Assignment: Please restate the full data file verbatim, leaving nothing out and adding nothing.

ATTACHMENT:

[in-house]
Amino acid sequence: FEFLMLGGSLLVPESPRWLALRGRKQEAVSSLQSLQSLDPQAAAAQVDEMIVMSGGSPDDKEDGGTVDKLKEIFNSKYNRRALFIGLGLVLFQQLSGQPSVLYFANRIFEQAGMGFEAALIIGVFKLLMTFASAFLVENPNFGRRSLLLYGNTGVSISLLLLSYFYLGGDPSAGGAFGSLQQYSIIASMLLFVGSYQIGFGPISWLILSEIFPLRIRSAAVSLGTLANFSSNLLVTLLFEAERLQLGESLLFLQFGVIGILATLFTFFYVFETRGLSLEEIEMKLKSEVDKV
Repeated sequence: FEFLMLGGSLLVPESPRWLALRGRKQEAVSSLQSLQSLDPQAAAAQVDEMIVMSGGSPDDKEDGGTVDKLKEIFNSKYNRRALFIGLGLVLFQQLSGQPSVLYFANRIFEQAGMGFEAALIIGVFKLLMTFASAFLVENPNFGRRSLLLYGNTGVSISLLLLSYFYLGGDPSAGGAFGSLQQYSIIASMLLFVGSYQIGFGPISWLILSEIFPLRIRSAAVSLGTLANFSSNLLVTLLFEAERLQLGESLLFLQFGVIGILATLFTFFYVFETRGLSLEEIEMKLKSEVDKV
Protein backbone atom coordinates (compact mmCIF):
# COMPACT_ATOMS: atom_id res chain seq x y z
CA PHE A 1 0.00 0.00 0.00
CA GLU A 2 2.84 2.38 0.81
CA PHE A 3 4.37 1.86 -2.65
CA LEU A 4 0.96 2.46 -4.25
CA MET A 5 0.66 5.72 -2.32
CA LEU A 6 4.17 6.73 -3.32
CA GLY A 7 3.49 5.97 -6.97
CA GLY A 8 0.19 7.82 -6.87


[in-house]
Amino acid sequence: FEFLMLGGSLLVPESPRWLALRGRKQEAVSSLQSLQSLDPQAAAAQVDEMIVMSGGSPDDKEDGGTVDKLKEIFNSKYNRRALFIGLGLVLFQQLSGQPSVLYFANRIFEQAGMGFEAALIIGVFKLLMTFASAFLVENPNFGRRSLLLYGNTGVSISLLLLSYFYLGGDPSAGGAFGSLQQYSIIASMLLFVGSYQIGFGPISWLILSEIFPLRIRSAAVSLGTLANFSSNLLVTLLFEAERLQLGESLLFLQFGVIGILATLFTFFYVFETRGLSLEEIEMKLKSEVDKV
Repeated sequence: FEFLMLGGSLLVPESPRWLALRGRKQEAVSSLQSLQSLDPQAAAAQVDEMIVMSGGSPDDKEDGGTVDKLKEIFNSKYNRRALFIGLGLVLFQQLSGQPSVLYFANRIFEQAGMGFEAALIIGVFKLLMTFASAFLVENPNFGRRSLLLYGNTGVSISLLLLSYFYLGGDPSAGGAFGSLQQYSIIASMLLFVGSYQIGFGPISWLILSEIFPLRIRSAAVSLGTLANFSSNLLVTLLFEAERLQLGESLLFLQFGVIGILATLFTFFYVFETRGLSLEEIEMKLKSEVDKV
Protein backbone atom coordinates (compact mmCIF):
# COMPACT_ATOMS: atom_id res chain seq x y z
CA PHE A 1 0.00 0.00 0.00
CA GLU A 2 2.84 2.38 0.81
CA PHE A 3 4.37 1.86 -2.65
CA LEU A 4 0.96 2.46 -4.25
CA MET A 5 0.66 5.72 -2.32
CA LEU A 6 4.17 6.73 -3.32
CA GLY A 7 3.49 5.97 -6.97
CA GLY A 8 0.19 7.82 -6.87